King of Spain's unprecedented apology for elephant hunting amid abdication calls
THE King of Spain has apologised for making an elephant hunting trip to Africa following widespread criticism of his holiday choice while his country struggles with a recession.
In an unprecedented public gesture the 74-year old monarch said: "I'm very sorry. I made a mistake. It won't happen again."
King Juan Carlos made the apology on Wednesday as he was discharged from a Madrid hospital following surgery on his right hip which he fractured in three places in a fall at the safari camp in Botswana last Friday.
News of the safari trip provoked a barrage of criticism over the extravagant lifestyle of the King at a time when Spaniards are suffering harsh austerity measures.
It came just weeks after the King told a group of students that Spain's youth unemployment was giving him "sleepless nights" and led to calls from some left wing leaders for him to abdicate.
It also provoked a fury from animal rights campaigners who slammed the monarch's decision to hunt an endangered species. Demonstrators had gathered outside the hospital where King Juan Carlos was being treated to protest.
The Spanish branch of the World Wildlife Fund (WWF) on Tuesday said it would seek to remove King Juan Carlos as its honorary president, a position he has held since 1968, in light of his recent hunting expedition to Botswana, one of the few places that issue licenses to cull elephant herd numbers.
Pictures of the King posing in front of an elephant shot on a similar trip to Botswana in 2006 were published across the world as an online petition calling for the King to be removed as patron collected more than 80,000 signatures.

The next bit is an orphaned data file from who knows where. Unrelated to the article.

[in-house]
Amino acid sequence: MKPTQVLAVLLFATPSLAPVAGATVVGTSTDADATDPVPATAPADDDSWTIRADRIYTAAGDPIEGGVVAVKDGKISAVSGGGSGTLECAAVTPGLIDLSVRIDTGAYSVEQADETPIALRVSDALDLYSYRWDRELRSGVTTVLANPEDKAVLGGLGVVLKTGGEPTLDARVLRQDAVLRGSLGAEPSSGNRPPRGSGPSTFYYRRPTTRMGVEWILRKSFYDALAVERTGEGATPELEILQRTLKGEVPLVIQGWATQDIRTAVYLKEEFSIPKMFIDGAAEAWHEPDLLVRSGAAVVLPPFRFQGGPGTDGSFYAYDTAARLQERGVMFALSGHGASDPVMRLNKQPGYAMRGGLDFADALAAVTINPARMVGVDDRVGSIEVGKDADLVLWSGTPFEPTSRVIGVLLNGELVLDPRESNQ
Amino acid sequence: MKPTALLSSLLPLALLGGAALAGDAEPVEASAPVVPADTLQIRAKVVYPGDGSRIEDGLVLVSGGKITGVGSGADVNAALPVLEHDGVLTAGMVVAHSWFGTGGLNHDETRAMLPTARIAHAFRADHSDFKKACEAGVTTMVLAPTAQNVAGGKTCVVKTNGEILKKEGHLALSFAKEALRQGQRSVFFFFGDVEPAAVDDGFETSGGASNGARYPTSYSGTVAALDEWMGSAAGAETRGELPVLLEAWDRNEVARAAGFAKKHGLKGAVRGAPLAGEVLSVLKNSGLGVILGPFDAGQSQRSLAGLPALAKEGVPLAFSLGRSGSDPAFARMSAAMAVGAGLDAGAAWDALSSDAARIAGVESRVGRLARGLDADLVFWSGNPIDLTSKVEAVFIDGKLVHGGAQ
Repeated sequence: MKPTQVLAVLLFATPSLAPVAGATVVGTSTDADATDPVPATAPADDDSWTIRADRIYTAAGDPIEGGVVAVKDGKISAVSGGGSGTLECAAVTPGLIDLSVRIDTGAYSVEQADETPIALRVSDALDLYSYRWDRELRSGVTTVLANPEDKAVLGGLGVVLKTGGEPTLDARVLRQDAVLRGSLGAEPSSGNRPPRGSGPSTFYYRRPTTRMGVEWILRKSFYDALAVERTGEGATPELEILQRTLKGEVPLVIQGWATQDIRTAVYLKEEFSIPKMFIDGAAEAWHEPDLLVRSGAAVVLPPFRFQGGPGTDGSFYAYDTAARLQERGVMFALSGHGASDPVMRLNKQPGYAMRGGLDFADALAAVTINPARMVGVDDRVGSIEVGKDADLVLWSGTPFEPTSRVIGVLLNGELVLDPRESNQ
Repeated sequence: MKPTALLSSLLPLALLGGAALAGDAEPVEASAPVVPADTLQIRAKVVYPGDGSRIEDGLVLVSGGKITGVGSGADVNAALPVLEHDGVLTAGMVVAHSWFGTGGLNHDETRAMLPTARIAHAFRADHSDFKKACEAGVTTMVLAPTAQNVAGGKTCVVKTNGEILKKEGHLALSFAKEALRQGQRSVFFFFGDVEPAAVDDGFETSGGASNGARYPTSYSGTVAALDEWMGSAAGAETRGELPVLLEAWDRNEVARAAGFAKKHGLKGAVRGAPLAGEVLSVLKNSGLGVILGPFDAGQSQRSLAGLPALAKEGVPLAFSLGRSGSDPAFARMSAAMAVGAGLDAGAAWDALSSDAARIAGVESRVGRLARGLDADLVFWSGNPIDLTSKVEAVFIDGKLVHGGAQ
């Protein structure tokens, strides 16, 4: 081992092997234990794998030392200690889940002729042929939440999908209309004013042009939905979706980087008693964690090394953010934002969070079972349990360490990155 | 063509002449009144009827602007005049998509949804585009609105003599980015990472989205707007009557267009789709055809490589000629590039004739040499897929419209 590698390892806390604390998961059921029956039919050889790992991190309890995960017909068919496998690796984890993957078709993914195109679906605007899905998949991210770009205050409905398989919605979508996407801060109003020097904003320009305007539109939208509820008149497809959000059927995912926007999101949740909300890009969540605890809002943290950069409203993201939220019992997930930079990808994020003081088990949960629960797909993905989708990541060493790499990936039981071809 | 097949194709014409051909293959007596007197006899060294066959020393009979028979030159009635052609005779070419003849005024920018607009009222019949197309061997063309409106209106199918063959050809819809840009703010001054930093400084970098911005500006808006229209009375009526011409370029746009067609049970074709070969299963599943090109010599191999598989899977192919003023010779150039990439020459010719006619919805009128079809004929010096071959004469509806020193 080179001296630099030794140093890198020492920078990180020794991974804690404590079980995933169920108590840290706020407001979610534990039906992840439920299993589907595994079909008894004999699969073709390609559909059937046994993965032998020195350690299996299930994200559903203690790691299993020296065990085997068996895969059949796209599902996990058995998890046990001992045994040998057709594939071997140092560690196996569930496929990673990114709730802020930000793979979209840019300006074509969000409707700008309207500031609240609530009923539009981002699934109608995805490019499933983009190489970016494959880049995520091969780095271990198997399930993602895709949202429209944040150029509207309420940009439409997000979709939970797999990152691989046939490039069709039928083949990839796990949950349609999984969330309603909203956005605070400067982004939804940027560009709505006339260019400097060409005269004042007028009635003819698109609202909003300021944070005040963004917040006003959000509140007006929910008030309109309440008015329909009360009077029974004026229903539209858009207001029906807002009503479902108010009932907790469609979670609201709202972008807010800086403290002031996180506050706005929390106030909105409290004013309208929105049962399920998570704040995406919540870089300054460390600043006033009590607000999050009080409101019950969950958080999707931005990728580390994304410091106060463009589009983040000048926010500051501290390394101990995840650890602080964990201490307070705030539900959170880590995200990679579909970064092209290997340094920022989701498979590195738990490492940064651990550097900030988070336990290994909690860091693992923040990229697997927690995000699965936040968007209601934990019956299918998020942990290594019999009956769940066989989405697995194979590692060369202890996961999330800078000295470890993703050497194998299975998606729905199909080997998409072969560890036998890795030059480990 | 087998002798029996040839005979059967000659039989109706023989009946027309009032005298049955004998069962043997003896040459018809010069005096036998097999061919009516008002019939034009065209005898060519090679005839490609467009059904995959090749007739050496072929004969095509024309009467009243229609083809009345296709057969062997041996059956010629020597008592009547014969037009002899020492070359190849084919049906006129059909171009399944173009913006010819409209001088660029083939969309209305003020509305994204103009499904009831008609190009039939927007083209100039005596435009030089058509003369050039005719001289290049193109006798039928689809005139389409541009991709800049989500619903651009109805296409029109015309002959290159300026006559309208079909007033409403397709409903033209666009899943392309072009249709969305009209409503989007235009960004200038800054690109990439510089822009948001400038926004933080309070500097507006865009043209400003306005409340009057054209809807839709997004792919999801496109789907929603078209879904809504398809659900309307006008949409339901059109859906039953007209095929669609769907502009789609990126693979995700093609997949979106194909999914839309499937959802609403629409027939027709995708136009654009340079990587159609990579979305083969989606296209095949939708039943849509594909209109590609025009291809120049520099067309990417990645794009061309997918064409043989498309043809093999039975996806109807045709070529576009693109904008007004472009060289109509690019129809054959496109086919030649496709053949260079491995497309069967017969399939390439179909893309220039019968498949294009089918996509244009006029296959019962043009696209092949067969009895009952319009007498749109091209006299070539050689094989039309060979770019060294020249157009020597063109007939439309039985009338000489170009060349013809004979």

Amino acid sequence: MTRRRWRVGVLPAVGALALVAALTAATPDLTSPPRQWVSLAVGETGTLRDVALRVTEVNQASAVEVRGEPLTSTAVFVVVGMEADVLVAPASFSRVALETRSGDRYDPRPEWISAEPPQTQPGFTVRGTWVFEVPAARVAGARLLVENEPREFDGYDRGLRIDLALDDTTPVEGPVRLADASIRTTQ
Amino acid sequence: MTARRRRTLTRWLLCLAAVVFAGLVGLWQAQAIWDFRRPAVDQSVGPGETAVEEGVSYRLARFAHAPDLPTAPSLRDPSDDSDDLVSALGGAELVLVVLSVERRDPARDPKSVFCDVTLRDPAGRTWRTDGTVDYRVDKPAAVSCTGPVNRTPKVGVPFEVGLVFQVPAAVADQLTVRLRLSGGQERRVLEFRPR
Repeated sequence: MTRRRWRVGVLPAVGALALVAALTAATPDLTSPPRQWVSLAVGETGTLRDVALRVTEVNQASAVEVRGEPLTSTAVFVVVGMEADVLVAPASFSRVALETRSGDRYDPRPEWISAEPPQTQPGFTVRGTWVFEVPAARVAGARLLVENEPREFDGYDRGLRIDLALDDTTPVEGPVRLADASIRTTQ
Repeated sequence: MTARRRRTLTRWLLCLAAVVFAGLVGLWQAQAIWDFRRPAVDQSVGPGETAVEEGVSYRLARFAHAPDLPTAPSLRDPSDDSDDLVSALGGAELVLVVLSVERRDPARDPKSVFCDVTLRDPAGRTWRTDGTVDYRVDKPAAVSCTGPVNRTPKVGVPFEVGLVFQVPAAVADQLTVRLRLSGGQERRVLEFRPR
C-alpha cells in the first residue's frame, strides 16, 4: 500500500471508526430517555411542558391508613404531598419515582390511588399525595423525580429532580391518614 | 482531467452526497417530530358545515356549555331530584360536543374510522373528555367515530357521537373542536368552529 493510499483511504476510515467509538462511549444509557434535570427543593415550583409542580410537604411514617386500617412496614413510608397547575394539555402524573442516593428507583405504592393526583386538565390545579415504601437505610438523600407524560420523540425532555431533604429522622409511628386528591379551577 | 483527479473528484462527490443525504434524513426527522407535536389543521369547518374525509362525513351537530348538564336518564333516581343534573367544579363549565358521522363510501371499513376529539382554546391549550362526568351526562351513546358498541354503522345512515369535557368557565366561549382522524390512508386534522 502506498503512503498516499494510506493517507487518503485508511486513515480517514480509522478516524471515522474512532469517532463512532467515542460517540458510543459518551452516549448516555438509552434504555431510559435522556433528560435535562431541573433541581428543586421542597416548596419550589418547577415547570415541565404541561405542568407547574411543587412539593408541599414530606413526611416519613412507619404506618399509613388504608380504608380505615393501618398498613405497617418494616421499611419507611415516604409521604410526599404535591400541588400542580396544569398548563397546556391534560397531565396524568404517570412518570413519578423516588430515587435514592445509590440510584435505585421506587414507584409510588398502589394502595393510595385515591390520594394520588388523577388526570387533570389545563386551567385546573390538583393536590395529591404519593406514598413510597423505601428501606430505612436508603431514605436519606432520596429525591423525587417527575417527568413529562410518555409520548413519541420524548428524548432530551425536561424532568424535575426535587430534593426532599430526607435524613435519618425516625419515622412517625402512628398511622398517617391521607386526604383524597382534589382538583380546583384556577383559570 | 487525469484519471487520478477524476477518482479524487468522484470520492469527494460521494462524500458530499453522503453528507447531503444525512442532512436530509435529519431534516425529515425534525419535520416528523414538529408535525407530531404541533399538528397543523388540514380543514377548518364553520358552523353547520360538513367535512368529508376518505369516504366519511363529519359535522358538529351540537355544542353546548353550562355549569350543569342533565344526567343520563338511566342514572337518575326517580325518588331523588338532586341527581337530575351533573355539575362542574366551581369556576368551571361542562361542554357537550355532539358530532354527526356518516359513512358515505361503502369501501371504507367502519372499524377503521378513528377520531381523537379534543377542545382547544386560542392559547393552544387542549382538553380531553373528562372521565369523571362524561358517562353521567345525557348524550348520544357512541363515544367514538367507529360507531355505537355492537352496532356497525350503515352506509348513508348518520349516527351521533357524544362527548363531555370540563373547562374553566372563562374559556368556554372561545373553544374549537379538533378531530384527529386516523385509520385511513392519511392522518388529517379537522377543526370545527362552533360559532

Juan Carlos del Olmo, the secretary general of WWF Espana, said the king's position as patron had become untenable. "It's a problem of the image it sends nationally and internationally rather than the issue of elephant conservation in Botswana."
The move is embarrassing not the least because Queen Sofia of Spain is the first cousin once removed of The Duke of Edinburgh, who is the President Emeritus of WWF International and has been closely involved with the organisation since its foundation in 1961.
The Royal Palace has repeatedly declined to comment on the trip except to say it was a "private visit" but newspaper reports on Wednesday revealed he had been the guest of Mohamed Eyad Kayali, a Syrian-born Saudi business man.
Mr Kayali, reportedly the right hand man of Prince Salman, Saudi's defence minister, was said to be a key figure in securing a lucrative contract for a Spanish consortium to build a high-speed rail link between Mecca and Medina worth €6.7bn.